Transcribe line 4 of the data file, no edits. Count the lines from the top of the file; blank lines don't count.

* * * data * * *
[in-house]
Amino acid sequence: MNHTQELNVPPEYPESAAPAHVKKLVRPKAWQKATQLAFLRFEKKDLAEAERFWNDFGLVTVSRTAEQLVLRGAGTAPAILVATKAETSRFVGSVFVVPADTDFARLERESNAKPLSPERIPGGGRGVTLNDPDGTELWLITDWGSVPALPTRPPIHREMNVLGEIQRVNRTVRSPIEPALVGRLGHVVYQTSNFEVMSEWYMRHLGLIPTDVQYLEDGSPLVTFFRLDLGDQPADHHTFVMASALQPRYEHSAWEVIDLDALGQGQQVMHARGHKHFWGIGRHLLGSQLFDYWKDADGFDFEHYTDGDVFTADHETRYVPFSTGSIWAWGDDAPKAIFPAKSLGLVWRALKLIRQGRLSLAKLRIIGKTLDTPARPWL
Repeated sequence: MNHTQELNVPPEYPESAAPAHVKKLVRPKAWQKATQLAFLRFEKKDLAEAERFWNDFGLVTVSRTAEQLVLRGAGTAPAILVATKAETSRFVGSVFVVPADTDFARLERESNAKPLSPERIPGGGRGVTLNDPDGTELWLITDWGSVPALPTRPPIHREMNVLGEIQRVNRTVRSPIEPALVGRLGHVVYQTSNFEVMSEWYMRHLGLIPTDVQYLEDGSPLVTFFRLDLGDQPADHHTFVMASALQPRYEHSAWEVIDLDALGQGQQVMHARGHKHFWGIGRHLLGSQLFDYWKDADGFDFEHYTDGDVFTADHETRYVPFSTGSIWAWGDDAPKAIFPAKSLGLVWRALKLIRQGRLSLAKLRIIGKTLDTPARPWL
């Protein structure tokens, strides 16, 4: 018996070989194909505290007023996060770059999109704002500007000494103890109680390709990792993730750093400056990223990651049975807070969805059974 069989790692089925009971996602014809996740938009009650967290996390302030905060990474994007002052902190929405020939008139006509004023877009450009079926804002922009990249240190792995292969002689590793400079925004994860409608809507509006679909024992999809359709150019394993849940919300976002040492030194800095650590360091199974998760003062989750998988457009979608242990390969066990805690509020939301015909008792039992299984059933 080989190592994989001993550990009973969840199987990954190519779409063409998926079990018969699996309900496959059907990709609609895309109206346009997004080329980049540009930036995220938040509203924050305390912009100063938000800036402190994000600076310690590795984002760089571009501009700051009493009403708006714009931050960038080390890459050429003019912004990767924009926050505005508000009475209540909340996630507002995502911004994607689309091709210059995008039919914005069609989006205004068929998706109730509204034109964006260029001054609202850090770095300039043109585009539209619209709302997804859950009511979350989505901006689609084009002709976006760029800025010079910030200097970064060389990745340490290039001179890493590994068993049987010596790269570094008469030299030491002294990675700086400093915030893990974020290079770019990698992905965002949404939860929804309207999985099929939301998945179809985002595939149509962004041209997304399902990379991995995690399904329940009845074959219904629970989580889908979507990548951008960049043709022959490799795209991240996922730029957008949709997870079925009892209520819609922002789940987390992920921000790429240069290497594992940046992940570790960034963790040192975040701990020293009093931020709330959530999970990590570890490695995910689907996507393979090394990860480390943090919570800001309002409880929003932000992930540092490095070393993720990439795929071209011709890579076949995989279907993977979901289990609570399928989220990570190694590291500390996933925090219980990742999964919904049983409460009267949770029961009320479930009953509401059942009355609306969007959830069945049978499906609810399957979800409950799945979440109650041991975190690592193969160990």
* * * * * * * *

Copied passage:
């Protein structure tokens, strides 16, 4: 018996070989194909505290007023996060770059999109704002500007000494103890109680390709990792993730750093400056990223990651049975807070969805059974 069989790692089925009971996602014809996740938009009650967290996390302030905060990474994007002052902190929405020939008139006509004023877009450009079926804002922009990249240190792995292969002689590793400079925004994860409608809507509006679909024992999809359709150019394993849940919300976002040492030194800095650590360091199974998760003062989750998988457009979608242990390969066990805690509020939301015909008792039992299984059933 080989190592994989001993550990009973969840199987990954190519779409063409998926079990018969699996309900496959059907990709609609895309109206346009997004080329980049540009930036995220938040509203924050305390912009100063938000800036402190994000600076310690590795984002760089571009501009700051009493009403708006714009931050960038080390890459050429003019912004990767924009926050505005508000009475209540909340996630507002995502911004994607689309091709210059995008039919914005069609989006205004068929998706109730509204034109964006260029001054609202850090770095300039043109585009539209619209709302997804859950009511979350989505901006689609084009002709976006760029800025010079910030200097970064060389990745340490290039001179890493590994068993049987010596790269570094008469030299030491002294990675700086400093915030893990974020290079770019990698992905965002949404939860929804309207999985099929939301998945179809985002595939149509962004041209997304399902990379991995995690399904329940009845074959219904629970989580889908979507990548951008960049043709022959490799795209991240996922730029957008949709997870079925009892209520819609922002789940987390992920921000790429240069290497594992940046992940570790960034963790040192975040701990020293009093931020709330959530999970990590570890490695995910689907996507393979090394990860480390943090919570800001309002409880929003932000992930540092490095070393993720990439795929071209011709890579076949995989279907993977979901289990609570399928989220990570190694590291500390996933925090219980990742999964919904049983409460009267949770029961009320479930009953509401059942009355609306969007959830069945049978499906609810399957979800409950799945979440109650041991975190690592193969160990």